Some students like to sit back and listen to some interesting English. It doesn't get much more interesting than some of the old classics from English literature. These lessons have been created to help you get the best from the vocabulary found in some of the old classics. As you listen and read your way through these lessons, you also broaden your understanding of English culture.
The poem, If-, by Rudyard Kipling was written around 1895, shortly after the birth of Kipling’s son, John. The poem is an example of Victorian stoicism and takes the form of the author’s paternal advice to his son. John Kipling was reported as wounded and missing in 1915 while serving as a Lieutenant during World War I, a post his father had secured him thanks to his social connections and despite his son’s severe myopia. His grave was not identified until 1992. You can read this poem in Latin script and in IPA script as well as listen to me read it for you.
In 1946, George Orwell wrote an article giving his 11 golden rules for making the perfect cup of tea. This English lesson looks at the following vocabulary from the essay: cauldron, china teapot, silver teapot, enamel teapot, pewter teapot, golden rule, heaped teaspoon, hob, infuse, kettle, misguided, quart, rationing, sickly, sketchy, spout, swill out, teapot, urn, vulgar, and wring out.
This lesson uses Orwell's Decline of the English Murder essay to introduce you to the following vocabulary items: Acquit, Armchair, Blissful, Cause célèbre, Cherish, Cleft chin, Culprit, Cunning, Forfeit, Fretful, Hypocrisy, Legacy, Pipe, Re-hash, Scandal, Sofa, Sordid, Spectacles, V1 and V2, and Wanton.
Sit back and listen to this very British look at how an Englishman deals with an unfortunate change of appearance. Simple Stories were written by Arthur Hammond Marshall (1866-1934) who wrote under the pen name of Archibald Marshall. His humorous stories were written for Punch, a satirical magazine published in Britain between 1841 and 1992. The Simple Stories make fun of stereotypical British characteristics such as our stiff upper lip, our sense of duty, our deference to royalty, and our pride in our country to name but a few. Because Simple Stories are short stories intended for an adult audience and are written in a simple style and vocabulary, they are ideal stories for learners of English. There are few words that will confuse even lower-level students.
This short version of the classic Shakespeare play will teach you the basics of the plot. It will also teach you some useful vocabulary such as, banish, break up, bring forward, bump into, cheesed off, chemist, cousin, dagger. duel, fall in love, feuding, friar, gatecrash, get along, get own back, get together, grieve, hatch a plan, hot-headed, in secret, look forward to, love at first sight, mourn for, newlywed, nobleman, nurse, pad, poison, potion, shenanigans, spend the night, squabble, tomb, top, untimely, and wet lettuce.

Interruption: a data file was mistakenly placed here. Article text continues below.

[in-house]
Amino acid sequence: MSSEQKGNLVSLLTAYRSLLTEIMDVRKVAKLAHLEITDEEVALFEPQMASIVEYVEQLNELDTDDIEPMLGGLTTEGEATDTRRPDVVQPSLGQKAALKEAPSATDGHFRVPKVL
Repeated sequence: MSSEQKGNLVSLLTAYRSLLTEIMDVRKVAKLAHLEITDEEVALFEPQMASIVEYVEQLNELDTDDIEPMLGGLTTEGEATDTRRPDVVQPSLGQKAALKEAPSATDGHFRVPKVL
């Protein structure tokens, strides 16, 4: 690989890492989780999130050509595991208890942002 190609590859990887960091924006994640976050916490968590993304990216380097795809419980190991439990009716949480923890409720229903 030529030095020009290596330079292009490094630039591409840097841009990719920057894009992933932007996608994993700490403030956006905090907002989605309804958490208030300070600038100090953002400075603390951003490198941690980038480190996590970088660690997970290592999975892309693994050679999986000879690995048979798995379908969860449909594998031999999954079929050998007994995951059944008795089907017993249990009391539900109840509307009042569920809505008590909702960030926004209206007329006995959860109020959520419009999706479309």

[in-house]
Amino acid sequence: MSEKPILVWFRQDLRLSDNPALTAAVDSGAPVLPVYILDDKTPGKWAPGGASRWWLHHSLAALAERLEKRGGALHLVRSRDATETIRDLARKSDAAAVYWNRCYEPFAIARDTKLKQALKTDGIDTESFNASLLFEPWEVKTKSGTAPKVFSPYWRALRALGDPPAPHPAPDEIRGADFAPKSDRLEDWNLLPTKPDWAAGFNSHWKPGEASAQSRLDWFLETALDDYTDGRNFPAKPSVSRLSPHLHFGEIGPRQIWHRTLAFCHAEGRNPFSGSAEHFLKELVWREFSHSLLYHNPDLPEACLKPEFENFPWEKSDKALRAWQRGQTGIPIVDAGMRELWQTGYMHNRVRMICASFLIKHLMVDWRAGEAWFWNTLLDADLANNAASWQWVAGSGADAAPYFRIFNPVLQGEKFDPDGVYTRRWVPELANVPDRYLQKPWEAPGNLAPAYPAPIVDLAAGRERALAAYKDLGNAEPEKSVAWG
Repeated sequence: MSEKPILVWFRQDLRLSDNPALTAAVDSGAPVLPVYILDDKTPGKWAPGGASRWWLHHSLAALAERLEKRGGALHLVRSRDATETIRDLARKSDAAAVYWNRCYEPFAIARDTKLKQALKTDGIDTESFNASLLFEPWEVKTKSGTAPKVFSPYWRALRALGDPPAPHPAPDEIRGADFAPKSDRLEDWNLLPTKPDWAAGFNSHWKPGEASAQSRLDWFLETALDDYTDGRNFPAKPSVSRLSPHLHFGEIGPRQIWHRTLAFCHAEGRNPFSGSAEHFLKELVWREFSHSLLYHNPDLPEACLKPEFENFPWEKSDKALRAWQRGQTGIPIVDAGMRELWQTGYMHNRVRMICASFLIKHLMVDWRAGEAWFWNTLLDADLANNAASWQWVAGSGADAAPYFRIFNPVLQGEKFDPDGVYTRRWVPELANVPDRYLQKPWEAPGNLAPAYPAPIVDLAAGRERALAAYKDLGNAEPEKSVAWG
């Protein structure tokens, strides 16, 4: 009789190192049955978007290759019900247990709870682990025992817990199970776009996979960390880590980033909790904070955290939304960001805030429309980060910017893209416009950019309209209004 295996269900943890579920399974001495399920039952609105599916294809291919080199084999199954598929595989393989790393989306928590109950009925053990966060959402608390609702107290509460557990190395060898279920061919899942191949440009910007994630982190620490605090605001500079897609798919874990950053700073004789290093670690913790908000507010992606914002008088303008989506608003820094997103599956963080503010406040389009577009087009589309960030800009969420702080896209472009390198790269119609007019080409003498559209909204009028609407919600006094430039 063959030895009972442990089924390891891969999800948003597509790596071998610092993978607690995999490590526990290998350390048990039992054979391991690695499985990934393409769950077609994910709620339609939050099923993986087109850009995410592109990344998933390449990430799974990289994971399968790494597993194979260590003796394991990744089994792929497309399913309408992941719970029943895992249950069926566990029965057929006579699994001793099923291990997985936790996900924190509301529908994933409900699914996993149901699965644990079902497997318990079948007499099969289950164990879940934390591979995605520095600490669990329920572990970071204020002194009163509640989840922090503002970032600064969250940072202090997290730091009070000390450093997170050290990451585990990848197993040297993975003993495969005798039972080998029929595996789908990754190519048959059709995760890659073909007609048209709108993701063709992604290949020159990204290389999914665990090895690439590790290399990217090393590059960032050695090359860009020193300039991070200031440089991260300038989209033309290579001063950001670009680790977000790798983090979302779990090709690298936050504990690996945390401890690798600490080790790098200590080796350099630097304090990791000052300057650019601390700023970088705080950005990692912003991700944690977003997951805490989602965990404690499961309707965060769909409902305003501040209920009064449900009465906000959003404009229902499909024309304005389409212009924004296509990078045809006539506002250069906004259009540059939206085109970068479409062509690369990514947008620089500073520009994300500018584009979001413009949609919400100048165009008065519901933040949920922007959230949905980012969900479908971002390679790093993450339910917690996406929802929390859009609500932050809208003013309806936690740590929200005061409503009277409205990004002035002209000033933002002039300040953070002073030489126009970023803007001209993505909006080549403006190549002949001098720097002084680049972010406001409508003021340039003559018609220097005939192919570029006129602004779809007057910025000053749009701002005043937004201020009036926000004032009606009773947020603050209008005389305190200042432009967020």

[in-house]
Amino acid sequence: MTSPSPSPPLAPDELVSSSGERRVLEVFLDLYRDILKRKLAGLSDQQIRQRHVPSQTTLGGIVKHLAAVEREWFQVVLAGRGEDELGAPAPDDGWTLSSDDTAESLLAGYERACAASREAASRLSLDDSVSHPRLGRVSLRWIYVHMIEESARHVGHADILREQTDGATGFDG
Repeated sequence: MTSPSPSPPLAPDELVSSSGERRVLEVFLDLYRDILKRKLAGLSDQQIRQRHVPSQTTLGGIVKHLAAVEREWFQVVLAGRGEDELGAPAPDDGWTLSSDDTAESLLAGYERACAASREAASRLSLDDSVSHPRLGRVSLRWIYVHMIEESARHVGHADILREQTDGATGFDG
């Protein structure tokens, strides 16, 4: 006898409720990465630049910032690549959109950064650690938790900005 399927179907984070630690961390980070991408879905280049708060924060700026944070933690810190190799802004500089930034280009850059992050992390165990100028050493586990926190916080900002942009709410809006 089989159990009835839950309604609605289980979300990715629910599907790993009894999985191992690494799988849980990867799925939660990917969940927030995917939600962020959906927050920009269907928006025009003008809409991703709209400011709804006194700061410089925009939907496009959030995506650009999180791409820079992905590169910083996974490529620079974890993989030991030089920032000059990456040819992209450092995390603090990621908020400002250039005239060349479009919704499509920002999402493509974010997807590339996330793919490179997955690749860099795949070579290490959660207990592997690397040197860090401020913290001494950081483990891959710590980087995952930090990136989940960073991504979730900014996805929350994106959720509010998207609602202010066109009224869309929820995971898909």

We have many idioms in English. One of them is a taste of your own medicine. This common idiom has its roots in Ancient Rome. Gaius Julius Phaedrus lived in the 1st century and translated the fables of Aesop into Latin. He also wrote many fables of his own in the style of Aesop, one of which is the source of the English idiom we are looking at in this lesson.
We all seem to be worried these days. We're worried about the coronavirus. We are worried about the effects of the virus on the economy. We are worried about our futures. Worries are a natural human response to circumstances which arise because, unlike most other animals, we are capable not only of agonising over the past, but also of looking into the future and thinking about how things might be. This human curse has a rich vocabulary enabling us to talk about our fears, worries, and concerns with others for, after all, a worry shared is a worry two people have got, and troubles are easier to bear if you know you are not alone in facing them. This lesson aims to help you with some of the vocabulary concerning worries and fears.
A short lesson using a video I made of a beautiful haiku poem some years ago. The lesson will help you to learn, remember, and use some vocabulary and expressions in English. I hope you enjoy both the poem and the lesson, as well as the video, as much as I enjoyed making them for you.
This is my retelling of Aesop’s fable, The Ant and the Grasshopper. It tells the tale of the hardworking ant and the apparently lazy grasshopper and presents the moral message that we ought to enjoy our lives while we can. The lesson is also packed with vocabulary which you can test yourself on in the two activators in the lesson. There are lots of useful vocabulary items to learn, as well as phrasal verbs and common expressions.
The Fisherman and the Little Fish tells the moral that it's better to accept what you have than to gamble on what you might not get. I have rewritten the Aesop's fable using as many phrasal verbs as I could come up with. If you are interested in learning some new phrasal verbs, this video is not to be sniffed at. Don't let your interest fizzle out and see what phrasal verbs I have come up with. If you want to improve your knowledge of phrasal verbs, it's time to check out this lesson.
Learn English with the most innovative and engaging English lessons available anywhere on the Internet and all completely free of charge! To personalise your experience in the Britlish Library and to keep track of the lessons you have studied and the vocabulary you have recorded, or the notes you have made about each class, sign up for a free account today.